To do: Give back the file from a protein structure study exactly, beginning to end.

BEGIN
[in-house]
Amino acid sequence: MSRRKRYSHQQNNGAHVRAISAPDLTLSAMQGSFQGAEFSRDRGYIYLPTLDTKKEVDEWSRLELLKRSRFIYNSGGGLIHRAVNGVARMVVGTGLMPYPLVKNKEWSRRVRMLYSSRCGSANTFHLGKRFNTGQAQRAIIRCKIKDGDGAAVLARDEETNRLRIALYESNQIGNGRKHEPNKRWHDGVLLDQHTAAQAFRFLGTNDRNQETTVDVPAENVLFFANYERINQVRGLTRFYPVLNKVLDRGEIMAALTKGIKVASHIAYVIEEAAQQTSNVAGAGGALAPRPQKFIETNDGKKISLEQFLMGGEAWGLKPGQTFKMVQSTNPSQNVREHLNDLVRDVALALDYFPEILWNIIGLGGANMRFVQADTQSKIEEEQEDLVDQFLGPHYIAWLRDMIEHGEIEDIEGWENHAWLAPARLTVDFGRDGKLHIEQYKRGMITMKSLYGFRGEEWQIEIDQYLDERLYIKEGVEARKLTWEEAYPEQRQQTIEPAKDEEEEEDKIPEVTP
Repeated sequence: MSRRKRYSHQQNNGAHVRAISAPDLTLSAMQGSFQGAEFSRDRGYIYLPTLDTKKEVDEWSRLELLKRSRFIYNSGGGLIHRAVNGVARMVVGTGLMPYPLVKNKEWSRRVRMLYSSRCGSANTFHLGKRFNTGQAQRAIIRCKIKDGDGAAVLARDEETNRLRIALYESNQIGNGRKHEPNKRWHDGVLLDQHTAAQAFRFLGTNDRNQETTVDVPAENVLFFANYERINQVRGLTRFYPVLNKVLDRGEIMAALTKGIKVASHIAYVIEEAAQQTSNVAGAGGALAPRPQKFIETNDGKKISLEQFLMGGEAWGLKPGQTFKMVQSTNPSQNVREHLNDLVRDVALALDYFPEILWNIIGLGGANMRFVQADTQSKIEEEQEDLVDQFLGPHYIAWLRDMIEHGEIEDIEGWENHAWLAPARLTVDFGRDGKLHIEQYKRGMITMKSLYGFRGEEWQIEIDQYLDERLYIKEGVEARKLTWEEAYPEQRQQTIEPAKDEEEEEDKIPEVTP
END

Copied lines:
[in-house]
Amino acid sequence: MSRRKRYSHQQNNGAHVRAISAPDLTLSAMQGSFQGAEFSRDRGYIYLPTLDTKKEVDEWSRLELLKRSRFIYNSGGGLIHRAVNGVARMVVGTGLMPYPLVKNKEWSRRVRMLYSSRCGSANTFHLGKRFNTGQAQRAIIRCKIKDGDGAAVLARDEETNRLRIALYESNQIGNGRKHEPNKRWHDGVLLDQHTAAQAFRFLGTNDRNQETTVDVPAENVLFFANYERINQVRGLTRFYPVLNKVLDRGEIMAALTKGIKVASHIAYVIEEAAQQTSNVAGAGGALAPRPQKFIETNDGKKISLEQFLMGGEAWGLKPGQTFKMVQSTNPSQNVREHLNDLVRDVALALDYFPEILWNIIGLGGANMRFVQADTQSKIEEEQEDLVDQFLGPHYIAWLRDMIEHGEIEDIEGWENHAWLAPARLTVDFGRDGKLHIEQYKRGMITMKSLYGFRGEEWQIEIDQYLDERLYIKEGVEARKLTWEEAYPEQRQQTIEPAKDEEEEEDKIPEVTP
Repeated sequence: MSRRKRYSHQQNNGAHVRAISAPDLTLSAMQGSFQGAEFSRDRGYIYLPTLDTKKEVDEWSRLELLKRSRFIYNSGGGLIHRAVNGVARMVVGTGLMPYPLVKNKEWSRRVRMLYSSRCGSANTFHLGKRFNTGQAQRAIIRCKIKDGDGAAVLARDEETNRLRIALYESNQIGNGRKHEPNKRWHDGVLLDQHTAAQAFRFLGTNDRNQETTVDVPAENVLFFANYERINQVRGLTRFYPVLNKVLDRGEIMAALTKGIKVASHIAYVIEEAAQQTSNVAGAGGALAPRPQKFIETNDGKKISLEQFLMGGEAWGLKPGQTFKMVQSTNPSQNVREHLNDLVRDVALALDYFPEILWNIIGLGGANMRFVQADTQSKIEEEQEDLVDQFLGPHYIAWLRDMIEHGEIEDIEGWENHAWLAPARLTVDFGRDGKLHIEQYKRGMITMKSLYGFRGEEWQIEIDQYLDERLYIKEGVEARKLTWEEAYPEQRQQTIEPAKDEEEEEDKIPEVTP